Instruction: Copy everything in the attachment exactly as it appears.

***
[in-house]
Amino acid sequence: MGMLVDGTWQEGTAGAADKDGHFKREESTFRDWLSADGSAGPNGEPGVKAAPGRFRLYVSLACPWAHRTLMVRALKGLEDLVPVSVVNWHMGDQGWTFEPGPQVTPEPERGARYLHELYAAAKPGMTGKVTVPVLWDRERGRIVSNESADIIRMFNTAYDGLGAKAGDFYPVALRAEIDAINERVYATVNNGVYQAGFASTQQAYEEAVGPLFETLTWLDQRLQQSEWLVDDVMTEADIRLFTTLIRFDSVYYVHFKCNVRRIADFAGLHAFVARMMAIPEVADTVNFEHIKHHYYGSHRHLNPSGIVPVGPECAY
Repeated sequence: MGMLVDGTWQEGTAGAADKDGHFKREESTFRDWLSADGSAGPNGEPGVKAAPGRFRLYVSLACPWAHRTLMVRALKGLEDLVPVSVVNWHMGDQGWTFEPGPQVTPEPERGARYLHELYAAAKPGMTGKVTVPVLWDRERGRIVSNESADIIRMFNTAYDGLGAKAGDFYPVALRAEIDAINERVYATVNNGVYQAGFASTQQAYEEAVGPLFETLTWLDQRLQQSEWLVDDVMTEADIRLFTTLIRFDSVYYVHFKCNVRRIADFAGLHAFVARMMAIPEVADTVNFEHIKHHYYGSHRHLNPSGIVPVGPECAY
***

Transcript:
[in-house]
Amino acid sequence: MGMLVDGTWQEGTAGAADKDGHFKREESTFRDWLSADGSAGPNGEPGVKAAPGRFRLYVSLACPWAHRTLMVRALKGLEDLVPVSVVNWHMGDQGWTFEPGPQVTPEPERGARYLHELYAAAKPGMTGKVTVPVLWDRERGRIVSNESADIIRMFNTAYDGLGAKAGDFYPVALRAEIDAINERVYATVNNGVYQAGFASTQQAYEEAVGPLFETLTWLDQRLQQSEWLVDDVMTEADIRLFTTLIRFDSVYYVHFKCNVRRIADFAGLHAFVARMMAIPEVADTVNFEHIKHHYYGSHRHLNPSGIVPVGPECAY
Repeated sequence: MGMLVDGTWQEGTAGAADKDGHFKREESTFRDWLSADGSAGPNGEPGVKAAPGRFRLYVSLACPWAHRTLMVRALKGLEDLVPVSVVNWHMGDQGWTFEPGPQVTPEPERGARYLHELYAAAKPGMTGKVTVPVLWDRERGRIVSNESADIIRMFNTAYDGLGAKAGDFYPVALRAEIDAINERVYATVNNGVYQAGFASTQQAYEEAVGPLFETLTWLDQRLQQSEWLVDDVMTEADIRLFTTLIRFDSVYYVHFKCNVRRIADFAGLHAFVARMMAIPEVADTVNFEHIKHHYYGSHRHLNPSGIVPVGPECAY